China’s President Hu Jintao landed in Washington for a summit that will help to define a new relationship between the world’s longtime superpower and its rising Asian rival, at a time when their bonds have been frayed by mutual suspicions and an ideological gulf.
Since Mr. Hu last visited the White House in 2006, his country’s influence has surged and its relationship with the U.S. is now widely recognized as the world’s most important bilateral matchup. In some ways ties have strengthened, as in the growing trade and business evident in a series of big commercial deals signed this week. But the two also seem increasingly buffeted by disagreements including Beijing’s handling of North Korea, China’s own military expansion, its exchange-rate policies and its treatment of foreign businesses.
Mr. Hu’s arrival—for China’s first state visit to the U.S. since 1997—was accompanied by a Chinese advertising blitz meant to showcase its „soft power,” using images of ordinary Chinese citizens and celebrities like NBA star Yao Ming, Web tycoon Jack Ma, and a quartet of fashion models in a minute-long ad. The Chinese-produced video—to run on television and 300 times a day in New York’s Times Square for a month—is aimed at showing Americans a different face of China. Rather than a rival accused of manipulating its currency and siphoning U.S. jobs, Beijing wants Americans to think of sports stars, Internet entrepreneurs, and astronauts.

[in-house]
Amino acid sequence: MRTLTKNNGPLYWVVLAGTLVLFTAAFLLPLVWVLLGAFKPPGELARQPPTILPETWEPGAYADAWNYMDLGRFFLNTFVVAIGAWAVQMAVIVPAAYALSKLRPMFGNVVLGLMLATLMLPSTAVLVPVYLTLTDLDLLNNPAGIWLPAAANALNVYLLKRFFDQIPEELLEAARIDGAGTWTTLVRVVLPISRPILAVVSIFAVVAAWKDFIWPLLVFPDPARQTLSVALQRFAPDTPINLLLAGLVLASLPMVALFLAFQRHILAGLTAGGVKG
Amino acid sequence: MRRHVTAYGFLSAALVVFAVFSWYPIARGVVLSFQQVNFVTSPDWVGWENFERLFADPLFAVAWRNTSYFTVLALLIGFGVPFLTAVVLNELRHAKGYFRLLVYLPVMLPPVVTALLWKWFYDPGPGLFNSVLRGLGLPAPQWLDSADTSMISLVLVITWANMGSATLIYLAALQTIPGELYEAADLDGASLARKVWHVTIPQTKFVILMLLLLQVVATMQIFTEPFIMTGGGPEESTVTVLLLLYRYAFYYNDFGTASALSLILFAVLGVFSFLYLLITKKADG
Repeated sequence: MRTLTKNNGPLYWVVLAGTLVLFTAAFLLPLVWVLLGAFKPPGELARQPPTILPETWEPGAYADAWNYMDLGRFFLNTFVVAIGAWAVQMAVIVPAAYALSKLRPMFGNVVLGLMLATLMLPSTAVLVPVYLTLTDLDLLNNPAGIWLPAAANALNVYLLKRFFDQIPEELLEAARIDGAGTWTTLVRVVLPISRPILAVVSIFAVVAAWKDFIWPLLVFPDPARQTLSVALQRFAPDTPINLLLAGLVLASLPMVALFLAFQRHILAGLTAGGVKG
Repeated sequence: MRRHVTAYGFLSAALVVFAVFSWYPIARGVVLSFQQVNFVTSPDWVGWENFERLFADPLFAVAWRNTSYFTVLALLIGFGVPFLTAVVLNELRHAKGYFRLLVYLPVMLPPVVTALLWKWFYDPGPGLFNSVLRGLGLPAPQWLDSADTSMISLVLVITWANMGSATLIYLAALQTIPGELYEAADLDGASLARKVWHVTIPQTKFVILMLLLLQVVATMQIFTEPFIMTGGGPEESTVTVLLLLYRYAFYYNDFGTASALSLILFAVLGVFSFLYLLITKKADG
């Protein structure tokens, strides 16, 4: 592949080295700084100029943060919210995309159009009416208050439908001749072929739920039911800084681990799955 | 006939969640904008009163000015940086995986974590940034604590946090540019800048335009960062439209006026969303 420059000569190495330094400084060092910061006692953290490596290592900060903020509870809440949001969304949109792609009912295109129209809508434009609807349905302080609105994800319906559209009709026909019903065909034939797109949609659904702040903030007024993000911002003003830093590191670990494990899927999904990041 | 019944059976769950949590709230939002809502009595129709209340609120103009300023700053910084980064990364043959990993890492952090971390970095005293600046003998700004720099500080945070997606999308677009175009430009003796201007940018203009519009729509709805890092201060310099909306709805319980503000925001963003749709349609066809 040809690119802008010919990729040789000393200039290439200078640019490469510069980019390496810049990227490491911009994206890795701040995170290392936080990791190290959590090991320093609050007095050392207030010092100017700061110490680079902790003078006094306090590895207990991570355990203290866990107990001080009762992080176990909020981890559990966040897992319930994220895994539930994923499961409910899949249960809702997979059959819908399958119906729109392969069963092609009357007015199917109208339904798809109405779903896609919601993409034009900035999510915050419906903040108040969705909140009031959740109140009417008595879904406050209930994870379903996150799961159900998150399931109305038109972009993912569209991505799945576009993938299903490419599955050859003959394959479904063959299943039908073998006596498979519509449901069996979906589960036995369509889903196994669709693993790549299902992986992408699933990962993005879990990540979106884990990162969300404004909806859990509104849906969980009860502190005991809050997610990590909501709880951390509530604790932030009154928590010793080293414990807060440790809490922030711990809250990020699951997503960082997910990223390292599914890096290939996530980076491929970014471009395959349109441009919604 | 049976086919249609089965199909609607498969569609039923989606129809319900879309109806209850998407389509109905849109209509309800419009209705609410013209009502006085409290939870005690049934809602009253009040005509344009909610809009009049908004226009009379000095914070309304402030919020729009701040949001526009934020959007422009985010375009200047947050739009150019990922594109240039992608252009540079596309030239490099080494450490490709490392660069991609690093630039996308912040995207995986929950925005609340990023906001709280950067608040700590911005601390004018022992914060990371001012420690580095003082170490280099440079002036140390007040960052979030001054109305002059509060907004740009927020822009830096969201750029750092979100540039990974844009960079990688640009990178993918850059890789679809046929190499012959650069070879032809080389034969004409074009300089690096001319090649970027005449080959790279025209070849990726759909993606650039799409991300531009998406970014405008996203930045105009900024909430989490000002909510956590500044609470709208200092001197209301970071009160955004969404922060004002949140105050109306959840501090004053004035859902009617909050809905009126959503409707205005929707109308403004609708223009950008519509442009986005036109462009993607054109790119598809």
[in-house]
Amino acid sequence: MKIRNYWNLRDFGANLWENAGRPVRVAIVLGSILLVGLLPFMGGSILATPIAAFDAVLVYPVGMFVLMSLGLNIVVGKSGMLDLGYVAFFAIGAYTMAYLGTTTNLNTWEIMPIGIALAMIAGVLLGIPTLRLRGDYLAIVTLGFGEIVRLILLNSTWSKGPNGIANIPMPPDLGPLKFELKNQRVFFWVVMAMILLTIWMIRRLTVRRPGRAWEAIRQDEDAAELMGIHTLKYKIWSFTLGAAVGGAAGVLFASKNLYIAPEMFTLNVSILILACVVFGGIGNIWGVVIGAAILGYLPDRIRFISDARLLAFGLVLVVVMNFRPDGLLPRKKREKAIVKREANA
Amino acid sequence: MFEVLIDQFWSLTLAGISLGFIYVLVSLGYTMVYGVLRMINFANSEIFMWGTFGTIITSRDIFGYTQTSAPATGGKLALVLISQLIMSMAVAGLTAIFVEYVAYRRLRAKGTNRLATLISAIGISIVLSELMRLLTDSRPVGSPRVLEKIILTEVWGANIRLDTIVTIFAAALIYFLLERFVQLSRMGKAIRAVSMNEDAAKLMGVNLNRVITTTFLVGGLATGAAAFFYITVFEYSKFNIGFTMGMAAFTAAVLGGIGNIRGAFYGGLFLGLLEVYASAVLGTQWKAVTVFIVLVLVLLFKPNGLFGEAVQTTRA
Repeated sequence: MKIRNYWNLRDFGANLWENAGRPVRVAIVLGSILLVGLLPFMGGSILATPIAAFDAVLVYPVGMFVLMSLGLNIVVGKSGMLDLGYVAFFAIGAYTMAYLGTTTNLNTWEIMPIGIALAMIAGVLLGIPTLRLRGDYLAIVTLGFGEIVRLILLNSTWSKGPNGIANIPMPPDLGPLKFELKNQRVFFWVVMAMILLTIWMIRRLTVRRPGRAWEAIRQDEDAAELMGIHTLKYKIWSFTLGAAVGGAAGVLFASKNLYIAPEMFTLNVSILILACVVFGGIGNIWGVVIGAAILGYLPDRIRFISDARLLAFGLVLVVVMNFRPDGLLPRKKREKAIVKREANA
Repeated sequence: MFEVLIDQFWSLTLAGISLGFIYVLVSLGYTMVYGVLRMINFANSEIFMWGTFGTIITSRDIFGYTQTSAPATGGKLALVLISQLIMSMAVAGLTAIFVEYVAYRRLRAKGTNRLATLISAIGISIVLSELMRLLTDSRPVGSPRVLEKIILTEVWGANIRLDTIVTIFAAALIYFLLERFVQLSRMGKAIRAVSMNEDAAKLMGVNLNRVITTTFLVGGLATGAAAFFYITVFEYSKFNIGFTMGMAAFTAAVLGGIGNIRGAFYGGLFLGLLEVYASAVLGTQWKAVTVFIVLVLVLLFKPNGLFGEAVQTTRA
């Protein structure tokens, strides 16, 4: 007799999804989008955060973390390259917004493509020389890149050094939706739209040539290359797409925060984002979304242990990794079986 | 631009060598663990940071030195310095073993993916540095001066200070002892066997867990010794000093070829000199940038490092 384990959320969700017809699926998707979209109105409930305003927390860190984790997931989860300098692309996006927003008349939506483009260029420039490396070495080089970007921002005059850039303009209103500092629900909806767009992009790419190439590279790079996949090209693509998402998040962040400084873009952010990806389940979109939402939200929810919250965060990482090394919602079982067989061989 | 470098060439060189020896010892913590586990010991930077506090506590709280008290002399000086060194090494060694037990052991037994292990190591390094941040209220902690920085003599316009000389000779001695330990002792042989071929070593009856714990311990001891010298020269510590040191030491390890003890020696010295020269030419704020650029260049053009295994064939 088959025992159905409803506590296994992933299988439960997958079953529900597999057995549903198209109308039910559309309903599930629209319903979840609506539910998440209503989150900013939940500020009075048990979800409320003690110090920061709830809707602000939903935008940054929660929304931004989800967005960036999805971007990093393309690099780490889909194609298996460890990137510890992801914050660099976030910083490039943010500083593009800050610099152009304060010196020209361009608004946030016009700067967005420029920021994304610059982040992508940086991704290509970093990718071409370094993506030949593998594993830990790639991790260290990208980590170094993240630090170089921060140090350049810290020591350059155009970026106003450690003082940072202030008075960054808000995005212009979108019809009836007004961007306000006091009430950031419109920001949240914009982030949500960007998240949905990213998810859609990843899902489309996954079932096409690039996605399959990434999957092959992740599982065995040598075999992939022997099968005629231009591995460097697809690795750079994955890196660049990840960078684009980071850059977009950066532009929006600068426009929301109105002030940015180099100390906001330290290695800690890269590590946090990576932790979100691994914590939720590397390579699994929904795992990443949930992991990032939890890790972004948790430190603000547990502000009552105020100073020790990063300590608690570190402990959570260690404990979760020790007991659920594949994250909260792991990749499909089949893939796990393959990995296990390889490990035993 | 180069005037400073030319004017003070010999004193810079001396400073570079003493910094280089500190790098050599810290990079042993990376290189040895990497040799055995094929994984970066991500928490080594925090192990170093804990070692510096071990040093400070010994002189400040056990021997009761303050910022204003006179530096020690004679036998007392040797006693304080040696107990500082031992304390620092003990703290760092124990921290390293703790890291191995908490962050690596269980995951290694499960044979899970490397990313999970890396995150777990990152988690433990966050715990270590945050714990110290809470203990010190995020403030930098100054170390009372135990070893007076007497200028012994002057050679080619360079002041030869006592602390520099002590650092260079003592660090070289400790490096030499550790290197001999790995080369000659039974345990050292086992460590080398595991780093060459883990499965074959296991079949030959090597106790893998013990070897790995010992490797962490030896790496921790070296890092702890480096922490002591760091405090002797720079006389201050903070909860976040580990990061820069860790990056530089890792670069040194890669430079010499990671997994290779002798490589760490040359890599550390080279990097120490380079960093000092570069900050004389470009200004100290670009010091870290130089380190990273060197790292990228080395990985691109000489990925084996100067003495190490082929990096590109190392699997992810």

The Obama administration also has been pressing China to make big investments and splashy joint ventures as a way to demonstrate concrete achievements. On Tuesday, it orchestrated a series of energy-related announcements by U.S. and Chinese business leaders intended to show the upside of working together.
Also, as Mr. Hu arrived, documents viewed by The Wall Street Journal showed that a Chinese firm has agreed to invest $2 billion in a North Korean industrial zone, challenging U.S. policy isolating North Korea and serving as a reminder of the potential limits of Chinese cooperation there. Beijing suggested Tuesday the U.S. needs to remove barriers to Chinese companies’ investment, even as a survey of U.S. businesses in Shanghai underlined corporate anxiety about lack of a level playing field in China. Multinationals have grown increasingly frustrated that Beijing has adopted policies that threaten to co-opt their technology and favor Chinese companies that have become competitive globally.
Mr. Hu, in responses this week to questions from The Wall Street Journal and the Washington Post, suggested he wanted to move past such tensions with the U.S. where possible. „The strategic significance and global impact of China-U.S. relations have been on the rise,” Mr. Hu wrote. „We both stand to gain from a sound China-U.S. relationship, and lose from confrontation.”